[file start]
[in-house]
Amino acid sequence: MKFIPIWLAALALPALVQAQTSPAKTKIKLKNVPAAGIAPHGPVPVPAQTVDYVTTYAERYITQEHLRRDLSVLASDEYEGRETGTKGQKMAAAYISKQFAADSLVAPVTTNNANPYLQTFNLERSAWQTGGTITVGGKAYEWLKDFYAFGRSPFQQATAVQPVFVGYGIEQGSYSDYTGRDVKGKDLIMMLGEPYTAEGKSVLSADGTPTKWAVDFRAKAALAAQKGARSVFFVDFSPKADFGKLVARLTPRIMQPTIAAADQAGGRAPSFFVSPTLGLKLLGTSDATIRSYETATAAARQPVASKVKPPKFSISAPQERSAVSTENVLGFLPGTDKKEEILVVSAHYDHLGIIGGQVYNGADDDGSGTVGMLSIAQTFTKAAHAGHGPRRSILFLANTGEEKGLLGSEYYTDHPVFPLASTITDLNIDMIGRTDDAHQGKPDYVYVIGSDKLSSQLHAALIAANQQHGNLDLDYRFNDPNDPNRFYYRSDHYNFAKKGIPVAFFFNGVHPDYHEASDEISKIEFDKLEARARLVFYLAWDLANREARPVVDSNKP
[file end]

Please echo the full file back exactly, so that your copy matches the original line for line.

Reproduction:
[in-house]
Amino acid sequence: MKFIPIWLAALALPALVQAQTSPAKTKIKLKNVPAAGIAPHGPVPVPAQTVDYVTTYAERYITQEHLRRDLSVLASDEYEGRETGTKGQKMAAAYISKQFAADSLVAPVTTNNANPYLQTFNLERSAWQTGGTITVGGKAYEWLKDFYAFGRSPFQQATAVQPVFVGYGIEQGSYSDYTGRDVKGKDLIMMLGEPYTAEGKSVLSADGTPTKWAVDFRAKAALAAQKGARSVFFVDFSPKADFGKLVARLTPRIMQPTIAAADQAGGRAPSFFVSPTLGLKLLGTSDATIRSYETATAAARQPVASKVKPPKFSISAPQERSAVSTENVLGFLPGTDKKEEILVVSAHYDHLGIIGGQVYNGADDDGSGTVGMLSIAQTFTKAAHAGHGPRRSILFLANTGEEKGLLGSEYYTDHPVFPLASTITDLNIDMIGRTDDAHQGKPDYVYVIGSDKLSSQLHAALIAANQQHGNLDLDYRFNDPNDPNRFYYRSDHYNFAKKGIPVAFFFNGVHPDYHEASDEISKIEFDKLEARARLVFYLAWDLANREARPVVDSNKP